Untreated right parietal lobe AVM

I had confirmed diagnosis of right parietal lobe AVM sized 2.7x3.2cm when I was 14 years old (1984), after having headaches and a few major grand mall seizures in class and hurt myself very badly.

At that time doctors recommended surgery, but my parents were against it. I have been taking 200mg Tegretol twice daily since I was 14 until today and that was able to control the seizures. Control was good as I had only minor partial seizures 2-3 times a week, which later reduced significantly. With the medication, I slowly forgotten about my AVM and lived normally like other kids, went to college, and started a software career and later a profitable business.

For the past 3 years, the partial seizures seemed to disappear, replaced with a mere feeling of aura that disappears within minutes. Other symptoms like headaches have also disappeared for past 20 years. Generally, my symptoms have improved over the past 25 years.

Now I am 51 and still on same dosage of Tegretol. For past 5 years, I am doing periodic follow ups and MRIs with 2 different neurosurgeons. The MRIs and scans revealed no changes in the size of the AVM (2.7x3.2cm) and no visible leaks.

One neurosurgeon with a private hospital actively pushing for treatment like gamma knife. The other neurosurgeon with the government hospital recommended to just monitor, since he thought that the AVM is dormant for the past 35 years and doing something may aggravate the AVM.

I am aware of the possible catastrophic prognosis of my condition, and I just don’t know what to do. Maybe the doctors’ recommendations are also based on the costs (or profit) of the treatments, and I would like to decide based on the risk and benefits of either approaches.

Hey BamJeff, Can I throw another consideration in there? In 2009, my doctor at Mayo told me that there were actually three main things to consider:

  1. Does this particular method of treatment have more to offer than doing nothing right now?
  2. Does doing nothing right now provide more opportunity for long term good health than doing something right now?
  3. Does doing nothing right now and waiting to do something further down the road because the improvement in the medical technology is advancing way more rapidly than the spread of your condition. In other words, are treatment options improving faster than your condition? If so, then waiti.

Confusing? It was for me at first and I might have questioned it, but the more I thought about it, the more it made sense…


Hi TJ, thanks for the reply.

I will need to ask these questions during my next appointment. I was told the gamma knife procedure is low risk but the results may vary. I am concerned with the radiation side effects, and possibly the intervention causing old symptoms like headaches or seizures to come back, or even worse. On the plus side, I maybe able to get off the meds and engage in more rigorous outdoors activities.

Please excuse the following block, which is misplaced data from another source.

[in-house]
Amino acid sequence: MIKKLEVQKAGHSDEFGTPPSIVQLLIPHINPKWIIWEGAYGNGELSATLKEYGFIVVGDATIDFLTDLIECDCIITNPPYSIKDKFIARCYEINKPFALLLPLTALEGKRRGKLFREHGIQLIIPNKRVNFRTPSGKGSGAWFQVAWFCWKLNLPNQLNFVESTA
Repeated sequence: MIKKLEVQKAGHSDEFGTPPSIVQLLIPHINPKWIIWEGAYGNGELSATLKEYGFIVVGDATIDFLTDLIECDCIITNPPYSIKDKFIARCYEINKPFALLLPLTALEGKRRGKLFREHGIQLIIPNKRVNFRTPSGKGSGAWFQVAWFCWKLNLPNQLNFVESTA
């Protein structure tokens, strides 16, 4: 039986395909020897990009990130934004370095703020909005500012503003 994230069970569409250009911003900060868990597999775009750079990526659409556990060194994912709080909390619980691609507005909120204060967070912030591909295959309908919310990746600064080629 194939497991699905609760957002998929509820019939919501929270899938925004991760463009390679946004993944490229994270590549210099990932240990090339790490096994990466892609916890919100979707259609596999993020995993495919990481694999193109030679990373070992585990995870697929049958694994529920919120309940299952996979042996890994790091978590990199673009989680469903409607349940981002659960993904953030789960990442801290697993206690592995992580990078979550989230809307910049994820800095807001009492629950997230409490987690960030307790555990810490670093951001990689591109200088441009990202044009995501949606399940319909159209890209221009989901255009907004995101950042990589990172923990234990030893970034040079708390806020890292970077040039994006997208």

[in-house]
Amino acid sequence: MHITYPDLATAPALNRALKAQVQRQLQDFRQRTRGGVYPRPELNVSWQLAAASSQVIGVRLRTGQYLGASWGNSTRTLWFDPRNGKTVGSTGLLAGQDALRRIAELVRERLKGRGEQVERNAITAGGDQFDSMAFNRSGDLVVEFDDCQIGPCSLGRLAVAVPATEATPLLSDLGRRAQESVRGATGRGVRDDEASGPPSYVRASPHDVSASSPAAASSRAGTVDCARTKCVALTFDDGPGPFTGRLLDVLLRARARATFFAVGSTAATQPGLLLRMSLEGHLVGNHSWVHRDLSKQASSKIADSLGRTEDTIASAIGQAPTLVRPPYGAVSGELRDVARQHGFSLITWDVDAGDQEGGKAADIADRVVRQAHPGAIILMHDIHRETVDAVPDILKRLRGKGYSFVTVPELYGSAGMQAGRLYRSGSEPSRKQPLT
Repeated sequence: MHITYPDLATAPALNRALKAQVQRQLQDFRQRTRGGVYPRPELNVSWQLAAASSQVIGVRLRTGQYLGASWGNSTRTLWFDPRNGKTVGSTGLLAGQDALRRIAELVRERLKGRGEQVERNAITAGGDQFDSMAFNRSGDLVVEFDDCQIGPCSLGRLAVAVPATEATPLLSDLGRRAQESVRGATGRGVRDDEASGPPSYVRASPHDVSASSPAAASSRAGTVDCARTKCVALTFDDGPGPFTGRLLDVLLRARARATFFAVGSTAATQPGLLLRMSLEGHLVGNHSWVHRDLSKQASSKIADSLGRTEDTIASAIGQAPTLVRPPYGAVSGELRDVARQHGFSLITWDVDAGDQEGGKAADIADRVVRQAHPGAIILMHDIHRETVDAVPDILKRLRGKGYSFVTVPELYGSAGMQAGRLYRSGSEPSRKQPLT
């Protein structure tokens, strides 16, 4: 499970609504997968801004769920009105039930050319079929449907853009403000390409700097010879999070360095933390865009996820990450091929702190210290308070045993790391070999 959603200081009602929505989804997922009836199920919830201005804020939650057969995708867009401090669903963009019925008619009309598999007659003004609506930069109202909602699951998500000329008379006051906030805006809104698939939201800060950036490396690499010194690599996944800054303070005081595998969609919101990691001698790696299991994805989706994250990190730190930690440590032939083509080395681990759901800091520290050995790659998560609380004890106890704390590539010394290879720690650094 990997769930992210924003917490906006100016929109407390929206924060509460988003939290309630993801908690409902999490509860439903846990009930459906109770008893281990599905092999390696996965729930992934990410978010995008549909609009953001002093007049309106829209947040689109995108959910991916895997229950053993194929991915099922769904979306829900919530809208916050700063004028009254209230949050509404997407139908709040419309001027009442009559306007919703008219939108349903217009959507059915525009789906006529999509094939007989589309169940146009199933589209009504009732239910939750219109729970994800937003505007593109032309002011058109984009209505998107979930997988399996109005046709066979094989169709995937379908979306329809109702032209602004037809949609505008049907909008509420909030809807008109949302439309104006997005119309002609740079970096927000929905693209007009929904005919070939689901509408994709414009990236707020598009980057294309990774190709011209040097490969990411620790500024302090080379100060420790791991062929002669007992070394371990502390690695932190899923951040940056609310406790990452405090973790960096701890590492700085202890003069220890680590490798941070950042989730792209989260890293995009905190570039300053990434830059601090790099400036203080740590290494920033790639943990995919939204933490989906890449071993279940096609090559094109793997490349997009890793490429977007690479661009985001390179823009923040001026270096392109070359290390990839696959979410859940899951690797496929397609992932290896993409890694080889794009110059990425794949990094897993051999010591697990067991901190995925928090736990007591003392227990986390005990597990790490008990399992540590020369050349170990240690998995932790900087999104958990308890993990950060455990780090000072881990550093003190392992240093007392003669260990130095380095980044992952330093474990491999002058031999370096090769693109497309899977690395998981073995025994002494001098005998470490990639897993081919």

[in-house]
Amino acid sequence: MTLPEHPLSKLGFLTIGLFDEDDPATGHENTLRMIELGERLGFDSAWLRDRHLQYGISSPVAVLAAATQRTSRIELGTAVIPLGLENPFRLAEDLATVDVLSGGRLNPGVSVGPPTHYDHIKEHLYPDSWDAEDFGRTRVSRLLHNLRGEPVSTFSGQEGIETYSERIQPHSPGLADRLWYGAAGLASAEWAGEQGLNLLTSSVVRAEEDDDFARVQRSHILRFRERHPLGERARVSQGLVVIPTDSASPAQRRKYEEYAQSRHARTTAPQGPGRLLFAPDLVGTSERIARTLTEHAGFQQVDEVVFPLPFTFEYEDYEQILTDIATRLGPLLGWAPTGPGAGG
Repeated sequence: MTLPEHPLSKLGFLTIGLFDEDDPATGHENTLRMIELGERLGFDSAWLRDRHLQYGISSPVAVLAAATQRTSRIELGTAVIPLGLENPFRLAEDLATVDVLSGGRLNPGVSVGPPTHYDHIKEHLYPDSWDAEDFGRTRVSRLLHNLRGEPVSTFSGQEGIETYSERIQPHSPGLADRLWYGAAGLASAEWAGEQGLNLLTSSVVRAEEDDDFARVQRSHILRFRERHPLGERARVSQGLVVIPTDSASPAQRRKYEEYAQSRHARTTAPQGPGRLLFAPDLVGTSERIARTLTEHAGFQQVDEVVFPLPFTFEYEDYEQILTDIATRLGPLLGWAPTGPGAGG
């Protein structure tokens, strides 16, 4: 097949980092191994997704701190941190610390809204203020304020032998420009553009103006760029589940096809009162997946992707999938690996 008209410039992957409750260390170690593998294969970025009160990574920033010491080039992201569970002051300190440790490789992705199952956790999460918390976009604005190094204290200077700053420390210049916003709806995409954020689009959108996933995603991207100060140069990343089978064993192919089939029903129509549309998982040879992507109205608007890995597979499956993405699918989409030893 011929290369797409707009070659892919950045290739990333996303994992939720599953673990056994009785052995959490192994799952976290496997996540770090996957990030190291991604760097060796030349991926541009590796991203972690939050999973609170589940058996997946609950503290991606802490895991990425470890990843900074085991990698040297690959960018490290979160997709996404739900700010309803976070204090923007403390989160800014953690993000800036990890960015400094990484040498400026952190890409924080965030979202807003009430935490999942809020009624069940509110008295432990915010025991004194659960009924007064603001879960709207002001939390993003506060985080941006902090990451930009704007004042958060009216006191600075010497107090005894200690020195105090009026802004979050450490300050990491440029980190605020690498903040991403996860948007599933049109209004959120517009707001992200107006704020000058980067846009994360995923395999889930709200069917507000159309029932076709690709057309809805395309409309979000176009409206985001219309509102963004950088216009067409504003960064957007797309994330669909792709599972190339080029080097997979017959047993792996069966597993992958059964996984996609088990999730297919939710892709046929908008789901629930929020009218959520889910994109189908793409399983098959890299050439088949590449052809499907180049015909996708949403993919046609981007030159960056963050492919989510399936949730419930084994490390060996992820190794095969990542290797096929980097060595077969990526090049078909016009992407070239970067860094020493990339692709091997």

If I wait, what are the possible upcoming treatment, as I was told the current generation of gamma knife treatment has improved so much for the past decade. Also the doctor told me the risk of brain AVM leaks grows as I get older.

If you don’t mind, can you share what did you decide and what is the outcome so far?

Thanks again.

I don’t mind at all. I’m quite an open book when it comes to this. The problem stems from the fact that I am a VERY LONG book. It has been 43 years now that I’ve been battling this AVM thing. There have been times where we have aggressively acted and there have been other times where we have waited, predominantly based on the advice of our medical professionals.

Have I always made the right call in terms of when to act and when to sit back and trust in the patience of God and His wisdom? I have no clue. Have I made it through 43 years of battling this thing without any long term residual problems, no, I have not. If I did, I wouldn’t be on disability and having many other struggles. But if I had totally screwed it up, I probably wouldn’t be here. As it stands, I’ve seen all 5 of my kids grow up (the youngest just turned 20) and my first grandson is here and my wife and I just celebrated 36 years of marriage - not 36 easy years but we’re still here.

I don’t know if that helps, but I can guarantee that is the honest truth. I don’t know if it is the “right” decisions but I’m not going to look back at it and have any regrets.

Hope that helps,


P.S. In all seriousness, I think you just gave me the topic for another book, “Navigating 50 years of a Medical Condition - How in the World?”


My 35 year old son had 2 partial seizures and it was determined that he had a large AVM on his Parietal Lobe. The surgeon wanted to do a Several embolizations and then a craniotomy. I sent his scans to Barrow Institute and to Dr. Duke Sampson in Dallas. They responded with warnings that his AVM was too close to the Post Central Gyrus to do any surgery. Then my son went to Johns Hopkins where he was told that he might have severe complications if surgery was done. They recommended that he leave it alone. It has been eight years since then. My son has had seizures but no bleed. I like the response above. I suggest you go to a major teaching hospital and also send your scans to a few places. I have read the opposit, that as you get older, you become less likely to have a bleed. I will pray that you make the best decision. God bless.